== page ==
Fragomeni said his establishment would be a brewery plus a taproom, not a bar. Unlike a bar that sells a variety of alcoholic drinks, a taproom is limited to selling beer made on the premises. Business hours for the taproom would begin at 2 p.m. and run through approximately 9, 10 or 11 p.m., thus being different from hours set by bars. The food franchise and the taproom at Hamel Brewing each would set their own hours.
Patrons would be able to fill up growlers, carry out food and consume both elsewhere.
Fragomeni said the original building on the site might have been a hotel or similar establishment that had a bar amongst its furnishings. Many years ago the bar was sold to a church in northeast Minneapolis for $25 and a case of beer. He has offered to buy back the bar for $50 and two cases of beer.
“We’re optimistic we’ll get it back,” he said. “Our intention is to use it in some manner.”

City Planner Dusty Finke said availability of parking was an issue. According to Medina’s Uptown Hamel zoning, the establishment would require a minimum of 50 parking spaces. The site plan shows 24 parking spaces to the rear of the building. During peak hours, patrons might have to park on the street or on neighboring property.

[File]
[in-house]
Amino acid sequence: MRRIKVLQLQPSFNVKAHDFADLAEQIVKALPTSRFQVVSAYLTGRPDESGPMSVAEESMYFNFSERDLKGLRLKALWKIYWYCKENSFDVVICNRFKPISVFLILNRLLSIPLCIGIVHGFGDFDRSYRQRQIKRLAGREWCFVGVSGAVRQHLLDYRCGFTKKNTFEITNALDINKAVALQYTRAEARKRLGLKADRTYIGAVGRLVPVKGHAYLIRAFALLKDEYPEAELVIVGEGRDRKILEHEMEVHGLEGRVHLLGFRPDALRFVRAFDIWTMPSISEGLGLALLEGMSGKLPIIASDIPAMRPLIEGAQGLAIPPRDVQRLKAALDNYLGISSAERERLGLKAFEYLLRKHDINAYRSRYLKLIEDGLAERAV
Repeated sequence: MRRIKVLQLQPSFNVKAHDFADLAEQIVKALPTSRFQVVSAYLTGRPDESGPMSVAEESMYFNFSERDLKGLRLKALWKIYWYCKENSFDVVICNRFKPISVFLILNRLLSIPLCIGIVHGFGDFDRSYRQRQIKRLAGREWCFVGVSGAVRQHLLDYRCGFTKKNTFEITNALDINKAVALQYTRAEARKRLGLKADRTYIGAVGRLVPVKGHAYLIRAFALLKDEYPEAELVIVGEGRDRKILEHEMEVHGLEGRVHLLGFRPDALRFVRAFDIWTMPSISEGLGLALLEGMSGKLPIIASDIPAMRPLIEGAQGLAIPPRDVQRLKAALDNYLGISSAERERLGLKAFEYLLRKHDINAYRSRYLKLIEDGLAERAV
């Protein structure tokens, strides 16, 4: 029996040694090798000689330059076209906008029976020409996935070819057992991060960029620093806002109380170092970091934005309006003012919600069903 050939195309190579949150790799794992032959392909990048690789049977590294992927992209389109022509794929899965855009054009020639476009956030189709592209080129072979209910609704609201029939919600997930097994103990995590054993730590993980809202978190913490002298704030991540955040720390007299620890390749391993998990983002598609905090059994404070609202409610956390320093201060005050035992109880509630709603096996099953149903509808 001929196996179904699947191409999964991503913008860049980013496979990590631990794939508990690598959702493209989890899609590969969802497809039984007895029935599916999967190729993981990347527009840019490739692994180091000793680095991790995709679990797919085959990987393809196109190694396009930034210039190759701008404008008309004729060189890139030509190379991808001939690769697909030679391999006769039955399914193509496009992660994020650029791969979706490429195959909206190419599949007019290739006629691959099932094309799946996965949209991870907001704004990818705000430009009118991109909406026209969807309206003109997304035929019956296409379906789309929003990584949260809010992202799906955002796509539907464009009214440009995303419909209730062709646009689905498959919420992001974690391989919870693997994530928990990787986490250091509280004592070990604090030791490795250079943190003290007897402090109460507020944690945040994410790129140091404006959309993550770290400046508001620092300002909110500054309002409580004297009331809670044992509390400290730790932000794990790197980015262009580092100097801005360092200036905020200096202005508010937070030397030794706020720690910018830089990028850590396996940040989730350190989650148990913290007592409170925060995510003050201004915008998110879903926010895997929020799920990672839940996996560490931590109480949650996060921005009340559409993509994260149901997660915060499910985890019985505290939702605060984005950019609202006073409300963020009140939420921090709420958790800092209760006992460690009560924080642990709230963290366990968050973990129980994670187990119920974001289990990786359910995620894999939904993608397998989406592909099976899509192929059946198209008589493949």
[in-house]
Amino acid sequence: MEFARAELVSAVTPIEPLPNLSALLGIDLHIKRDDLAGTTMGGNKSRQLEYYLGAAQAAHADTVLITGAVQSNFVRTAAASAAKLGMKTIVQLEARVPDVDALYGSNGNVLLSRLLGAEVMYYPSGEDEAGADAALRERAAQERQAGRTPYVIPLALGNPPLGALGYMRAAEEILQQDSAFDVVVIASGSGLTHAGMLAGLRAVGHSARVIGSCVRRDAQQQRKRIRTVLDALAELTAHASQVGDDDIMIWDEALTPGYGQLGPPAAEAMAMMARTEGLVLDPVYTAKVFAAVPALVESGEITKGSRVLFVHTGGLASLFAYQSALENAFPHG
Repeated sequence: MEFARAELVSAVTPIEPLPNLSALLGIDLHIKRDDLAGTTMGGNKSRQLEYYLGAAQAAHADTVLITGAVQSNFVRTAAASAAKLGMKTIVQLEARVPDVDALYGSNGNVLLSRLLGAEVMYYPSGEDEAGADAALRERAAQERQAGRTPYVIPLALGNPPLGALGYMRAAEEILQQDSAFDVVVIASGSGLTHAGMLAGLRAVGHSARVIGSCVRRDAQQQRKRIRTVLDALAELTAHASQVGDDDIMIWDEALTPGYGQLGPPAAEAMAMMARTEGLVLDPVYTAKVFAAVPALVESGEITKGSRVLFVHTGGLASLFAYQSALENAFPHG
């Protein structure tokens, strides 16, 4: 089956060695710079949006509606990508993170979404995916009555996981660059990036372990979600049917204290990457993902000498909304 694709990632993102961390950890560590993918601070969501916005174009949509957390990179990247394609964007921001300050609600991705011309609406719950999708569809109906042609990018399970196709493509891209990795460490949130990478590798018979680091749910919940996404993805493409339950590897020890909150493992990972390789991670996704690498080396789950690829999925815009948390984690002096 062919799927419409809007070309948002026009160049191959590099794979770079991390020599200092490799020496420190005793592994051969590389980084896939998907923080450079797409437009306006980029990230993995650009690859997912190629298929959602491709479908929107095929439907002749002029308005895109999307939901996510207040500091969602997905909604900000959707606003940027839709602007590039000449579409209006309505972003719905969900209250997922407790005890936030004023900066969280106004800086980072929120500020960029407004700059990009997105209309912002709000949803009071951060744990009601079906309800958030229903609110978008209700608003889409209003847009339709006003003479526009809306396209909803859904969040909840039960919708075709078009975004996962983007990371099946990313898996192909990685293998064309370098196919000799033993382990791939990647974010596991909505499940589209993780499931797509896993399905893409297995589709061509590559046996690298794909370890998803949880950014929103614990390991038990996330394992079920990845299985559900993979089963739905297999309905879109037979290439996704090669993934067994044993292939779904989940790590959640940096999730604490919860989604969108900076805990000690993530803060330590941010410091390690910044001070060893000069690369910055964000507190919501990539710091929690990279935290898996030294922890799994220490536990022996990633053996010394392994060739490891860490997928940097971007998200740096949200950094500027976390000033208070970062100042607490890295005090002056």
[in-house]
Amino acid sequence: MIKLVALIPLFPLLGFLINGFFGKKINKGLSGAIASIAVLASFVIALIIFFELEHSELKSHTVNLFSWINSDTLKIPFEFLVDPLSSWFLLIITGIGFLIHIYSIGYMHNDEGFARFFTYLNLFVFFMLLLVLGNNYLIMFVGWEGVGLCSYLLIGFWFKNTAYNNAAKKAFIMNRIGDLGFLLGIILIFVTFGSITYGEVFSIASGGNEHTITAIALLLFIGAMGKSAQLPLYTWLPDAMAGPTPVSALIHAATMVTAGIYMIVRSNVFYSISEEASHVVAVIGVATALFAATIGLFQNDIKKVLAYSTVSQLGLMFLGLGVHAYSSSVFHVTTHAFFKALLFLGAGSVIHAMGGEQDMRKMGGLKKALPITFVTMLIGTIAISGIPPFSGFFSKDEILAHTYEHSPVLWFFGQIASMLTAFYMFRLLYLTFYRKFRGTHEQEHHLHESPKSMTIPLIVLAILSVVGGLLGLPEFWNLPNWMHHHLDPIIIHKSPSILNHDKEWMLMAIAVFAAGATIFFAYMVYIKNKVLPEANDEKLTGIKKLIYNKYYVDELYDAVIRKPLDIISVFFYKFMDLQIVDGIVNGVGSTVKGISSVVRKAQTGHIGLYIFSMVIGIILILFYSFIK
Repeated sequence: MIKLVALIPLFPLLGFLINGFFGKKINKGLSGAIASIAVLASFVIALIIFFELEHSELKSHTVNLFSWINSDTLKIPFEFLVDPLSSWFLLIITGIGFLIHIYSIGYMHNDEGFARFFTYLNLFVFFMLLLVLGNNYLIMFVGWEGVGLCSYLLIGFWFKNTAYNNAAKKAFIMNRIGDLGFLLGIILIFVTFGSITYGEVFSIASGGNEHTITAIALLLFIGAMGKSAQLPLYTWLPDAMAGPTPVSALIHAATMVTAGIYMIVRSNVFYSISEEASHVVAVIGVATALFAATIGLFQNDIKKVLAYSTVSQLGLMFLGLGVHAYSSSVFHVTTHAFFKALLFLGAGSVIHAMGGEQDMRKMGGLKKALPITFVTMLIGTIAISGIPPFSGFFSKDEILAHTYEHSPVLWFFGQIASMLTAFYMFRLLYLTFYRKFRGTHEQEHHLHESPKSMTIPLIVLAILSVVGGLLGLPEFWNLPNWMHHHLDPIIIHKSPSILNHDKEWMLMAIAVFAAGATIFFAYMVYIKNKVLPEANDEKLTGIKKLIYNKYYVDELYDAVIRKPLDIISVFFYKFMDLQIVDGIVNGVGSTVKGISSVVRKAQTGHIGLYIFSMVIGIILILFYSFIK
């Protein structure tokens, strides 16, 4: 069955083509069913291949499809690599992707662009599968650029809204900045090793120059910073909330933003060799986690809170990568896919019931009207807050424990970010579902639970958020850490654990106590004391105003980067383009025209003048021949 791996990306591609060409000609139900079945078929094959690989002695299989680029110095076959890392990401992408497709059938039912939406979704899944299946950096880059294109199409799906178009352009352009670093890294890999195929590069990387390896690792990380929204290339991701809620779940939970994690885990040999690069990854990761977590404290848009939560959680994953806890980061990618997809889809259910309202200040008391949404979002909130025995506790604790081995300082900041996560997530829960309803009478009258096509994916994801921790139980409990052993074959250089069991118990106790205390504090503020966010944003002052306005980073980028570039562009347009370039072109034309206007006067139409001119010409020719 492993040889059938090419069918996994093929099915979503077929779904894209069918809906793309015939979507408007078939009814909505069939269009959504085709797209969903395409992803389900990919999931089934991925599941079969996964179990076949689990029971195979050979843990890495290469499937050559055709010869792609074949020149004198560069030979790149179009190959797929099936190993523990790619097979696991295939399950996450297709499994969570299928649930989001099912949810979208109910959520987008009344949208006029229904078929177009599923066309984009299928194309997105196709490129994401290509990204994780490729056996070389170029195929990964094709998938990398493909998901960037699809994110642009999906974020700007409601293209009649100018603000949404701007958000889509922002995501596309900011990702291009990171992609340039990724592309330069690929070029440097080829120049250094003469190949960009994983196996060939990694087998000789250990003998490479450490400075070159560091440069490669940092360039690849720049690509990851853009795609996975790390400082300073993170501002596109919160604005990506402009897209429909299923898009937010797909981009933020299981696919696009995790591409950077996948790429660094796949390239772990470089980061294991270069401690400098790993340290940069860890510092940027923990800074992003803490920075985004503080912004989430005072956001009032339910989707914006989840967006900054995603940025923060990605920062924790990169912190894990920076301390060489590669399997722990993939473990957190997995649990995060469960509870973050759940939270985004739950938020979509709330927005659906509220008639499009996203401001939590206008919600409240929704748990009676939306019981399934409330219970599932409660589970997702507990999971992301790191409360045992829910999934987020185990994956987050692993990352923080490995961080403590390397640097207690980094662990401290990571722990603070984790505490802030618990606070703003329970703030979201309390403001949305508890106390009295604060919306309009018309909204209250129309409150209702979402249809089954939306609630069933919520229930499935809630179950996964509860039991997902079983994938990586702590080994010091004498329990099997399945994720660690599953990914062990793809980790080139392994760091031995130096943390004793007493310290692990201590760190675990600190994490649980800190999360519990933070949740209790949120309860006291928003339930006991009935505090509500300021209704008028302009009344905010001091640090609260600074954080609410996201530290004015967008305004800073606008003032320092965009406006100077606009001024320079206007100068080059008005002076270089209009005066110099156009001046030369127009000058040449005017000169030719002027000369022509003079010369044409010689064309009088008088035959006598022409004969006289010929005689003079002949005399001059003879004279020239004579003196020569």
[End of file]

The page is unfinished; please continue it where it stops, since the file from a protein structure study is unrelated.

Fragomeni said he had not discussed shared parking with the VFW, a next door neighbor.
A second issue was tree replacement. The applicants plan to preserve two large black walnut trees while cutting down the other nine significant trees on the site. The City Council approved Hamel Brewing’s request for a waiver from the requirement to replace trees on the site or elsewhere.
The council instructed the applicants to minimize drainage from snowmelt that could flow to the north onto the Arent property.

Heavy blowing snow made driving interesting for City Councilors and others attending the meeting. Medina Police Chief Ed Belland said he had encountered an accident involving a school bus.
He said that around 4 p.m. the bus was attempting to climb the hill on Homestead Trail near County Road 24. It slid backwards and sideways off the road, thus blocking the progress of seven vehicles behind it. The bus remained upright, and no one was injured. The road was closed for about 45 minutes until a tow truck returned the bus to the road.